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I noticed this query does not run concurrently:

SELECT COUNT(*) FROM mytable WHERE ARRAY[1,2]::integer[] && array_col::integer[];

Running one concurrent queries takes 120s Running two concurrent queries takes 240s Running three concurrent queries queries takes 360s

The table is quite big with 32mil records. The server has 32 cores and 230GB of memory using pgtune settings. There is no iowait according to top.

Ive used each of these indexes individually, with similar results:

CREATE INDEX mytable_gist ON mytable USING GIST(array_col gist__intbig_ops);

CREATE INDEX mytable_gin ON mytable USING GIN(array_col gin__int_ops);

Im running EXPLAIN ANALYZE right now which is taking forever, so I thought id post without to see if someone already knows whats up.

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explain analyze can't take longer than 120s (as the statement only takes that long) – a_horse_with_no_name May 31 '13 at 22:58
you should to verify, so indexes are used. Try use just EXPLAIN. Theoretically you can get bottleneck from memory controller. What I know, there is not any exclusive lock. – Pavel Stehule Jun 1 '13 at 9:24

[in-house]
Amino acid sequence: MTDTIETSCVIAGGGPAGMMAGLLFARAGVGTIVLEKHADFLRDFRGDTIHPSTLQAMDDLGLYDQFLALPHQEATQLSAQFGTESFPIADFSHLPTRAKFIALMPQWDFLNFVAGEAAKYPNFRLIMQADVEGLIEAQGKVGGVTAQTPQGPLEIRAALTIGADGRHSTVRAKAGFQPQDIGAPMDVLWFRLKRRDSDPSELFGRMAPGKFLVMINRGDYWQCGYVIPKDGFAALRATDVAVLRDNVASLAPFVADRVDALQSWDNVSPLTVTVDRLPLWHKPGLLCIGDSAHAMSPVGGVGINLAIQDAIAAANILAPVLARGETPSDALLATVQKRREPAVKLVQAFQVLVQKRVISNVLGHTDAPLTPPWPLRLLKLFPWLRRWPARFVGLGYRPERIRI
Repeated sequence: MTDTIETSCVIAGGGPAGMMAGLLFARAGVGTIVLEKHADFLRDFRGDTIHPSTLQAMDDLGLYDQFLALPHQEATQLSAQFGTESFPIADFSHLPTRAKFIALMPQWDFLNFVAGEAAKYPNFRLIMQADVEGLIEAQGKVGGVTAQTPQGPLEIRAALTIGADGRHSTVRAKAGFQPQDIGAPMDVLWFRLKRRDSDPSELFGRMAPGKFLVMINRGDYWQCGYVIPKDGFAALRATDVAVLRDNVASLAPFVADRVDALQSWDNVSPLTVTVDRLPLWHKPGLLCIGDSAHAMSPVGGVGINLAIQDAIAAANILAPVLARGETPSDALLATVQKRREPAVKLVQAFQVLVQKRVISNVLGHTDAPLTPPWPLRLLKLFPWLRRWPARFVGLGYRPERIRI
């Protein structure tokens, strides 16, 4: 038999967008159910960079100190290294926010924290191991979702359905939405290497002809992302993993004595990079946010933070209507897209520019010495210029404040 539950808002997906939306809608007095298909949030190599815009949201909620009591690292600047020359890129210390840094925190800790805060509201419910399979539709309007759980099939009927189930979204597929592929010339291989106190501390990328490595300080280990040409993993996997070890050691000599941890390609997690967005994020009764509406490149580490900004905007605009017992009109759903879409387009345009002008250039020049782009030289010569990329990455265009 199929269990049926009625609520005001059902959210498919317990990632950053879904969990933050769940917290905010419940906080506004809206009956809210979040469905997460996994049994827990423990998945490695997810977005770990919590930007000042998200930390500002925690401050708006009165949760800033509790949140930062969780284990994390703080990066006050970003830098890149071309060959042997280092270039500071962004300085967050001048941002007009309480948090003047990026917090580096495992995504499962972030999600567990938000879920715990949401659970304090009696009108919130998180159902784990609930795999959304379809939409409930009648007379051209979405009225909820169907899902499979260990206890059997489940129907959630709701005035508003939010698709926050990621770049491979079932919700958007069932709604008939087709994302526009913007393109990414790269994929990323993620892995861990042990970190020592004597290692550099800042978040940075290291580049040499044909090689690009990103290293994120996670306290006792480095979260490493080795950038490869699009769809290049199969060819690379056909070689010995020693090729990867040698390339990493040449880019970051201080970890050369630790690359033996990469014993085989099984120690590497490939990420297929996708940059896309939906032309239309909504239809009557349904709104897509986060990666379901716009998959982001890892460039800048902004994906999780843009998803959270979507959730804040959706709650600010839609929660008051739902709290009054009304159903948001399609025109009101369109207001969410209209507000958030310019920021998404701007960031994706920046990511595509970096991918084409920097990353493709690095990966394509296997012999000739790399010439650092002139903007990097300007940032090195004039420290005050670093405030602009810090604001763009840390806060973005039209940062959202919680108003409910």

@a_horse_with_no_name - explain analyze should be slower. Try EXPLAIN ANALYZE (timing false) ... if your postgres supports it. – Pavel Stehule Jun 1 '13 at 9:26
@PavelStehule: yes a bit slower but not to the extend that a query that takes 120s without explain takes "forever" with explain. – a_horse_with_no_name Jun 1 '13 at 9:40

My first guess is that your three "concurrent" queries are going over the same connection and to the same back-end. Back-ends can run concurrently with eachother but they cannot themselves run several queries concurrently (they are single-threaded).

I say this because PostgreSQL is pretty good concurrency-wise, and many concurrent queries on the same tables can usually piggy-back on eachother's disk I/O, so it would make no sense to me if these were really running serially on different backends.

If this is incorrect, please edit the question to include exactly how you are running the queries.

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